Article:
Scorched earth

This article is about the military strategy. See Scorched Earth (computer game) for the computer game.

Scorched earth is a military tactic which involves destroying anything that might be useful to the enemy whilst advancing through or withdrawing from an area. The name refers to the practice of burning crops to deny the enemy food sources. The practice may be carried out by an army in enemy territory, or by an army in its own home territory.

The tactic can also be used aggressively to cripple an enemy's ability to operate and fight in their own territory. General Sherman's March to the Sea during the American Civil War is a well known example.

During the Napoleonic Wars, scorched earth policies were successfully employed in both Spain (see Peninsular War) and Russia (see Napoleon's invasion of Russia). Contrary to popular opinion maintained mainly by the Tolstoy novel War and Peace, in Russia the tactic was first proposed not by Mikhail Illarionovich Kutuzov but Michael Andreas Barclay de Tolly.

Future usage and modern alternatives

It remains to be seen whether nuclear, biological, and/or chemical weapons will be used as scorched earth weapons. Using land mines or semiautonomous artillery units (such as the Metal Storm systems) to create denied areas may be an alternative to scorched earth tactics in some cases, and modern solutions of these types may offer friend-or-foe selectivity.


The scorched-earth defense is a form of risk arbitrage and anti-takeover strategy. When a target firm implements this provision, it will make an effort to make it unattractive to the hostile bidder. For example, a company may agree to liquidate or destroy all valuable assets, also called crown jewels, or schedule debt repayment to be due immediately following a hostile takeover. In some cases, a scorched-earth defense may develop into an extreme anti-takeover defense called a “suicide pill”.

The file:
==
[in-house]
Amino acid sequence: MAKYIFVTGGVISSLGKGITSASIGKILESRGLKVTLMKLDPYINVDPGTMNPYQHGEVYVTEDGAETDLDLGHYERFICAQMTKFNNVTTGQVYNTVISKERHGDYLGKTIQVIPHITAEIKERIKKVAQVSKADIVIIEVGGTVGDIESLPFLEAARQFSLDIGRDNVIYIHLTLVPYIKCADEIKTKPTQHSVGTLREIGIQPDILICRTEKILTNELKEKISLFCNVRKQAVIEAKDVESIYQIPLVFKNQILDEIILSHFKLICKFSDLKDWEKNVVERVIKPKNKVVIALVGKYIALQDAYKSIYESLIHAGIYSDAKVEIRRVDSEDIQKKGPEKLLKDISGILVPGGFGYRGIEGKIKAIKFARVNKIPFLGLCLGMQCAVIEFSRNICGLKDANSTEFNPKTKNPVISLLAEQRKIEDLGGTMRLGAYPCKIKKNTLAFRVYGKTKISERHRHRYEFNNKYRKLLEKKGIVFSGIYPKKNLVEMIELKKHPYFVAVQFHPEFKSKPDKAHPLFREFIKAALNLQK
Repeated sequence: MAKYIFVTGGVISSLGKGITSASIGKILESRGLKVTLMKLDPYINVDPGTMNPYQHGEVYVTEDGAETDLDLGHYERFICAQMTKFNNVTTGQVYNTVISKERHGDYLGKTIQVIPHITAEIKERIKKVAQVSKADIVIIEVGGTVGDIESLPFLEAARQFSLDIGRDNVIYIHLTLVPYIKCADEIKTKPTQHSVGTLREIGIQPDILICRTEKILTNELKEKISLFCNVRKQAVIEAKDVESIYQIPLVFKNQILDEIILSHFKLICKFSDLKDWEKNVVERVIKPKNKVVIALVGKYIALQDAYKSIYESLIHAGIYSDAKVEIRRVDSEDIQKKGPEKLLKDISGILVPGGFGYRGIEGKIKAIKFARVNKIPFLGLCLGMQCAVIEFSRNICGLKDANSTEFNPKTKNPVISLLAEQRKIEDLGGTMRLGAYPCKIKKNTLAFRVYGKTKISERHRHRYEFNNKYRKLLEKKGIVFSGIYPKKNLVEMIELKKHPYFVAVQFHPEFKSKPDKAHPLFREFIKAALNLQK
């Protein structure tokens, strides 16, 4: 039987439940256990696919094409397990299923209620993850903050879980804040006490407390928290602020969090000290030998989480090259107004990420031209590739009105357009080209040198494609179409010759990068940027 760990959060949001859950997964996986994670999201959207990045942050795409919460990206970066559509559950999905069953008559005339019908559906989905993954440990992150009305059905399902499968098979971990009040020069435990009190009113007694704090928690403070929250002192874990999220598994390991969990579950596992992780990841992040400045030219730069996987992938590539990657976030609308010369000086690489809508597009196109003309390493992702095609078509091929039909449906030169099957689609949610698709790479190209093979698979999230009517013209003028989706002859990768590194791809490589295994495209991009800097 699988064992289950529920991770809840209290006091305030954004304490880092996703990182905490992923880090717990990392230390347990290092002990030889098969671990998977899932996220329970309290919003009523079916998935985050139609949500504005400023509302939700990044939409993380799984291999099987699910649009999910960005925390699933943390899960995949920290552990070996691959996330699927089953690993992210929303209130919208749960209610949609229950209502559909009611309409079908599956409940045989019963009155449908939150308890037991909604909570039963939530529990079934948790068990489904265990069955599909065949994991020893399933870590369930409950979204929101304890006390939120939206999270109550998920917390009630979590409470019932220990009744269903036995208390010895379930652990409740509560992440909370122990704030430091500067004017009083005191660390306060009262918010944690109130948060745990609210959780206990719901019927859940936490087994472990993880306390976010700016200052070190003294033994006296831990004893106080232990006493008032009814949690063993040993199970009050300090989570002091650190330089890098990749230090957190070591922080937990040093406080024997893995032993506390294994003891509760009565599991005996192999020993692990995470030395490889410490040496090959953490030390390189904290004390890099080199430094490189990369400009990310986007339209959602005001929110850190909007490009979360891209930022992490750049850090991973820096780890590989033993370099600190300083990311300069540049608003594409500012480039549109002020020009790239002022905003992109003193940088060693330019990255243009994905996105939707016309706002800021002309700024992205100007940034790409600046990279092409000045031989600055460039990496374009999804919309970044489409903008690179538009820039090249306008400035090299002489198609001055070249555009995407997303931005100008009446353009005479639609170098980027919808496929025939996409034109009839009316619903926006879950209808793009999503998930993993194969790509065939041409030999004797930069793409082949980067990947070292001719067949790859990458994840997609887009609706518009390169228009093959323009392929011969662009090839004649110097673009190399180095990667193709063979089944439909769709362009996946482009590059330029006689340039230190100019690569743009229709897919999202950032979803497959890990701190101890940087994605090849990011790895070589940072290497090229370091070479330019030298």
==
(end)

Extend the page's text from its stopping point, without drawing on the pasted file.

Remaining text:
One such case is the anti-sales tactic taken by American movie rental chain Blockbuster. Rather than sell off excess stock or donate it to libraries, charities, and the like, store representatives are ordered to "field destroy" all merchandise that is of no further use to the company. This practice prevents others from benefiting from the items in question without patronizing the company. The items can be toys, DVDs or promotional goods.

The scorch-earth defense refers to the classic military strategy in which generals would instruct their troops to destroy all resources upon retreat; the pursuing army would be left with no supplies.

See also

de:Verbrannte Erde lt:Išdeginta žemė sv:Brnda jordens taktik cs:Taktika splen země


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